The genetic study of ADHD has made considerable progress. Further developments in the field will be reliant in part on identifying the most appropriate phenotypes for genetic analysis. The use of both categorical and dimensional measures of symptoms related to ADHD has been productive. The use of multiple reporters is a valuable feature of the…

  7. Chaos in the Classroom: Looking as ADHD.

    ERIC Educational Resources Information Center

    Schlozman, Steven C.; Schlozman, Vivien R.

    2000-01-01

    ADHD is a neuropsychiatric disorder in youngsters characterized by inattention, hyperactivity, and impulsivity. To avoid chaotic classrooms, incomplete assignments, and universal misery, teachers should view ADHD children as whole persons, be proactive, and recognize their own biases. Assisting such students requires caution, creativity, and…

  8. Detection of Feigned ADHD in College Students

    ERIC Educational Resources Information Center

    Sollman, Myriam J.; Ranseen, John D.; Berry, David T. R.

    2010-01-01

    Significant motivations and incentives exist for young-adult students to seek a diagnosis of attention-deficit/hyperactivity disorder (ADHD). With ADHD information readily accessible on the Internet, today's students are likely to be symptom educated prior to evaluation. This may result in false-positive diagnoses, particularly when students are…

  9. Intervention Strategies for Students with ADHD

    ERIC Educational Resources Information Center

    DuPaul, George J.; White, George P.

    2005-01-01

    The authors describe three types of ADHD behavior that affect from 3 percent to 7 percent of elementary school children, mostly boys. They recommend supplementing stimulant medication with behavior modification strategies, at home and school, to improve ADHD students' social skills and school performance.

  10. Decision Making in Adults with ADHD

    ERIC Educational Resources Information Center

    Montyla, Timo; Still, Johanna; Gullberg, Stina; Del Missier, Fabio

    2012-01-01

    Objectives: This study examined decision-making competence in ADHD by using multiple decision tasks with varying demands on analytic versus affective processes. Methods: Adults with ADHD and healthy controls completed two tasks of analytic decision making, as measured by the Adult Decision-Making Competence (A-DMC) battery, and two affective…

  11. Characterising resting-state functional connectivity in a large sample of adults with ADHD.

    PubMed

    Mostert, Jeanette C; Shumskaya, Elena; Mennes, Maarten; Onnink, A Marten H; Hoogman, Martine; Kan, Cornelis C; Arias Vasquez, Alejandro; Buitelaar, Jan; Franke, Barbara; Norris, David G

    2016-06-01

    Attention-deficit/hyperactivity disorder (ADHD) is a common childhood psychiatric disorder that often persists into adulthood. While several studies have identified altered functional connectivity in brain networks during rest in children with ADHD, few studies have been performed on adults with ADHD. Existing studies have generally investigated small samples. We therefore investigated aberrant functional connectivity in a large sample of adult patients with childhood-onset ADHD, using a data-driven, whole-brain approach. Adults with a clinical ADHD diagnosis (N=99) and healthy, adult comparison subjects (N=113) underwent a 9-minute resting-state fMRI session in a 1.5T MRI scanner. After elaborate preprocessing including a thorough head-motion correction procedure, group independent component analysis (ICA) was applied from which we identified six networks of interest: cerebellum, executive control, left and right frontoparietal and two default-mode networks. Participant-level network maps were obtained using dual-regression and tested for differences between patients with ADHD and controls using permutation testing. Patients showed significantly stronger connectivity in the anterior cingulate gyrus of the executive control network. Trends were also observed for stronger connectivity in the cerebellum network in ADHD patients compared to controls. However, there was considerable overlap in connectivity values between patients and controls, leading to relatively low effect sizes despite the large sample size. These effect sizes were slightly larger when testing for correlations between hyperactivity/impulsivity symptoms and connectivity strength in the executive control and cerebellum networks. This study provides important insights for studies on the neurobiology of adult ADHD; it shows that resting-state functional connectivity differences between adult patients and controls exist, but have smaller effect sizes than existing literature suggested.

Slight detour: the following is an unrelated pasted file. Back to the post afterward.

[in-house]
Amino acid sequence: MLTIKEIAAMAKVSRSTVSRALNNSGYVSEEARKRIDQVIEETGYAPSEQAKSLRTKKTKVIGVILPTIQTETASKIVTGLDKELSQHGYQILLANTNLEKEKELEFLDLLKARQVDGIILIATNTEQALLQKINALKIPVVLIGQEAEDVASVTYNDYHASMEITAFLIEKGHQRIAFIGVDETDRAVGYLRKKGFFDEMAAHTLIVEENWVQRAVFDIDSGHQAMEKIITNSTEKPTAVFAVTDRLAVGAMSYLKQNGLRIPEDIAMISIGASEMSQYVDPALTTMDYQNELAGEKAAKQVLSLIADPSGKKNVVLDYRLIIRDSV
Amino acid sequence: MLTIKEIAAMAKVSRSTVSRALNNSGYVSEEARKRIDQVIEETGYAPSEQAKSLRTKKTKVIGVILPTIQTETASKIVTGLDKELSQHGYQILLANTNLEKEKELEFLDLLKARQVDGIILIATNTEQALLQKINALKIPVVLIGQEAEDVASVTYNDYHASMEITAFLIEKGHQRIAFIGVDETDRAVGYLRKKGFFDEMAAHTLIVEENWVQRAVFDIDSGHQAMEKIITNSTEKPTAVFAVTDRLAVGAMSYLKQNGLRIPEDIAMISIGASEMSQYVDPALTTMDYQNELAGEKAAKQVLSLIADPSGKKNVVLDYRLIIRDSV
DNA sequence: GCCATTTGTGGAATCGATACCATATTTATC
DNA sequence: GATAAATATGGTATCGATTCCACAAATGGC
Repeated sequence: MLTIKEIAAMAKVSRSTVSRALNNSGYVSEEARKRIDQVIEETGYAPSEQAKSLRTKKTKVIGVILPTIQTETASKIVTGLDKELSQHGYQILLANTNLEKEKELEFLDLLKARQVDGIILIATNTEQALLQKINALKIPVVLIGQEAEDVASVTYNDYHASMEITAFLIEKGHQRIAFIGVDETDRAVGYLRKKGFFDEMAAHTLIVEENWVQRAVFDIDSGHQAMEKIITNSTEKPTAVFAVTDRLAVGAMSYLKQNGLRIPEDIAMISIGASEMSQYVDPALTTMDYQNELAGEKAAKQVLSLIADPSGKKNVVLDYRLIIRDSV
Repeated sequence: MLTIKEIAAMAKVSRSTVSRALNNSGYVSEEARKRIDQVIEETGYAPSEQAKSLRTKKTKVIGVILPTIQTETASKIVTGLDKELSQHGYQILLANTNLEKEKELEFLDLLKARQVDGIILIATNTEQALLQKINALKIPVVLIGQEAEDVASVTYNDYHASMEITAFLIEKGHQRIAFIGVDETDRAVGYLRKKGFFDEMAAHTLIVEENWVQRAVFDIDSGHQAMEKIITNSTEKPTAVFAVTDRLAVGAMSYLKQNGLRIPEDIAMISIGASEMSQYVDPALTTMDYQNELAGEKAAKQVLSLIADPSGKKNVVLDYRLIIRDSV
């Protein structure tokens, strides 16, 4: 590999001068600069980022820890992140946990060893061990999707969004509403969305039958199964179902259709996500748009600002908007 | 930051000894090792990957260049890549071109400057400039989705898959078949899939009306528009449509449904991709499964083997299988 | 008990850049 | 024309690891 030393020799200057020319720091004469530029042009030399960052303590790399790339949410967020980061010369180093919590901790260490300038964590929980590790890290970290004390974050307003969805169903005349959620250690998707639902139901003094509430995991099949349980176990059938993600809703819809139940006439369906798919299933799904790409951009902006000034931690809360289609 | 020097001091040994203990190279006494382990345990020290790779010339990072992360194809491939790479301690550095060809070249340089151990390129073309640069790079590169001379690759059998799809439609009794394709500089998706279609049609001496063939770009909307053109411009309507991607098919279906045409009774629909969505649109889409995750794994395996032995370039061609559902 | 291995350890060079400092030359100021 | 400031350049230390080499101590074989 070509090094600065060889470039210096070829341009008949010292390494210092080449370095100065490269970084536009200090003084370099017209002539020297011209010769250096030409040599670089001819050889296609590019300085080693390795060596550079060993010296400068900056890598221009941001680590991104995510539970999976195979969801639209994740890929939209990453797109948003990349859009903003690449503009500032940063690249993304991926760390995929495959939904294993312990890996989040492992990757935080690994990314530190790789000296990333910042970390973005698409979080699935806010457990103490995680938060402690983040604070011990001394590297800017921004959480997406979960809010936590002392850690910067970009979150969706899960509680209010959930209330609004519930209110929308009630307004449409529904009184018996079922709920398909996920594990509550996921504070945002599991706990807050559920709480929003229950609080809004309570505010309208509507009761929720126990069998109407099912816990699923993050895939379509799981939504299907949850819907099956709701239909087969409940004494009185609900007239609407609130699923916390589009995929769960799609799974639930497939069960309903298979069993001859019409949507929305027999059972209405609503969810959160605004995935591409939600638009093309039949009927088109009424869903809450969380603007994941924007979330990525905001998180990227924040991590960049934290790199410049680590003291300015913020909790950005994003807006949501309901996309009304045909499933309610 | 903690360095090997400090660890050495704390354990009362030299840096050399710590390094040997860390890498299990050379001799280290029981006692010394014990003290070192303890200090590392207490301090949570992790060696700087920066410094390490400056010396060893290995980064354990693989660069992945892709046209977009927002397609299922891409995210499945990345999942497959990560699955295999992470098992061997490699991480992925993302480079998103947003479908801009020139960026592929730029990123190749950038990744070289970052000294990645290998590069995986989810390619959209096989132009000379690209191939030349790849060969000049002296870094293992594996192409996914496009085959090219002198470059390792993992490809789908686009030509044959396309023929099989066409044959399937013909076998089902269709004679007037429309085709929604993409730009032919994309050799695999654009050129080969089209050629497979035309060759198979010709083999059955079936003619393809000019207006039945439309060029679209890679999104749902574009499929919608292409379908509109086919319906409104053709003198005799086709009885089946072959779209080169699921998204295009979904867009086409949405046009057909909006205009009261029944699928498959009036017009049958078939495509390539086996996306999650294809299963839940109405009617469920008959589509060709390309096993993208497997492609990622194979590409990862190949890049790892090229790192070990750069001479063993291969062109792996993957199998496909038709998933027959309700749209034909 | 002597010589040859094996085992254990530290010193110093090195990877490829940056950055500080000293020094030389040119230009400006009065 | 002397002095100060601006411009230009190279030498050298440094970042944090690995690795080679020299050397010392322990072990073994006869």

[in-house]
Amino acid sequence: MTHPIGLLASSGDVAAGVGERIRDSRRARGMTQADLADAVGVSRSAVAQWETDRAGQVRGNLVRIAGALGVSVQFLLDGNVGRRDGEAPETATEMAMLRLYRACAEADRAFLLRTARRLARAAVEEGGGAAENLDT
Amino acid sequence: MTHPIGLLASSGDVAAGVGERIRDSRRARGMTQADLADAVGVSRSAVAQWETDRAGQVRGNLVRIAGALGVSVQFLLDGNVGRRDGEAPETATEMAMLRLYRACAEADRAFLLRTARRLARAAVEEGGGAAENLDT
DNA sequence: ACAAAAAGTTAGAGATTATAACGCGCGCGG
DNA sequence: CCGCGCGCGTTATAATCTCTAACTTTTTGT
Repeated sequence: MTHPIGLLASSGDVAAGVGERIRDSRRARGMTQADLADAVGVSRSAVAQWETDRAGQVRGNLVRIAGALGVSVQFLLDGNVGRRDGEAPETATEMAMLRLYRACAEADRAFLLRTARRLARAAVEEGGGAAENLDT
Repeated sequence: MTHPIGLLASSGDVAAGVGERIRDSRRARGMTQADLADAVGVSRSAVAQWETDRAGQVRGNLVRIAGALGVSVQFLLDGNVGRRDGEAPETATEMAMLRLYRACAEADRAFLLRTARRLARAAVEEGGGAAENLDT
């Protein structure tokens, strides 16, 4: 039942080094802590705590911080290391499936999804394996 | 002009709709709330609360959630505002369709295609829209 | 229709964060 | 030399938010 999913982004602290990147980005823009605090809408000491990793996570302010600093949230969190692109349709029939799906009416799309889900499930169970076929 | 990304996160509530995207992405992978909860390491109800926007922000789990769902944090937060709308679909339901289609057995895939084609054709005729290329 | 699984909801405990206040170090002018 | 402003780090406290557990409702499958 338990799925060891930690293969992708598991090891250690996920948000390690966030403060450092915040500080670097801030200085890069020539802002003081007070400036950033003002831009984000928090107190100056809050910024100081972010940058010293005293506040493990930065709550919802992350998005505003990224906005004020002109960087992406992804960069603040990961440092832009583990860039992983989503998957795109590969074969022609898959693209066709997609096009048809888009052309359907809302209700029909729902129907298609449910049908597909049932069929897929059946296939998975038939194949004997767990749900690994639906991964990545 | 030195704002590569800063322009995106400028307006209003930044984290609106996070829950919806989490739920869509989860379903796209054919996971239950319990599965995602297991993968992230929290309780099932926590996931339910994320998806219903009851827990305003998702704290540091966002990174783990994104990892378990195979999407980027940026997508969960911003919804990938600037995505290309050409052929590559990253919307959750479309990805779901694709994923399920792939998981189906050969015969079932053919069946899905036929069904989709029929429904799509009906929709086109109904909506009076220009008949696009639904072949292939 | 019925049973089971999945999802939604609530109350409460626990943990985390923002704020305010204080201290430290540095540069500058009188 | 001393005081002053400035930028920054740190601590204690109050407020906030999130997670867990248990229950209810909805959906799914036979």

12. Mother-Child Communication: The Influence of ADHD Symptomatology and Executive Functioning on Paralinguistic Style.

    PubMed

    Nilsen, Elizabeth S; Rints, Ami; Ethier, Nicole; Moroz, Sarah

    2016-01-01

    Paralinguistic style, involving features of speech such as pitch and volume, is an important aspect of one's communicative competence. However, little is known about the behavioral traits and cognitive skills that relate to these aspects of speech. This study examined the extent to which ADHD traits and executive functioning (EF) related to the paralinguistic styles of 8- to 12-year-old children and their mothers. Data was collected via parent report (ADHD traits), independent laboratory tasks of EF (working memory, inhibitory control, and cognitive flexibility), and an interactive problem-solving task (completed by mothers and children jointly) which was coded for paralinguistic speech elements (i.e., pitch level/variability; volume level/variability). Dyadic data analyses revealed that elevated ADHD traits in children were associated with a more exaggerated paralinguistic style (i.e., elevated and more variable pitch/volume) for both mothers and children. Mothers' paralinguistic style was additionally predicted by an interaction of mothers' and children's ADHD traits, such that mothers with elevated ADHD traits showed exaggerated paralinguistic styles particularly when their children also had elevated ADHD traits. Highlighting a cognitive mechanism, children with weaker inhibitory control showed more exaggerated paralinguistic styles. PMID:27559327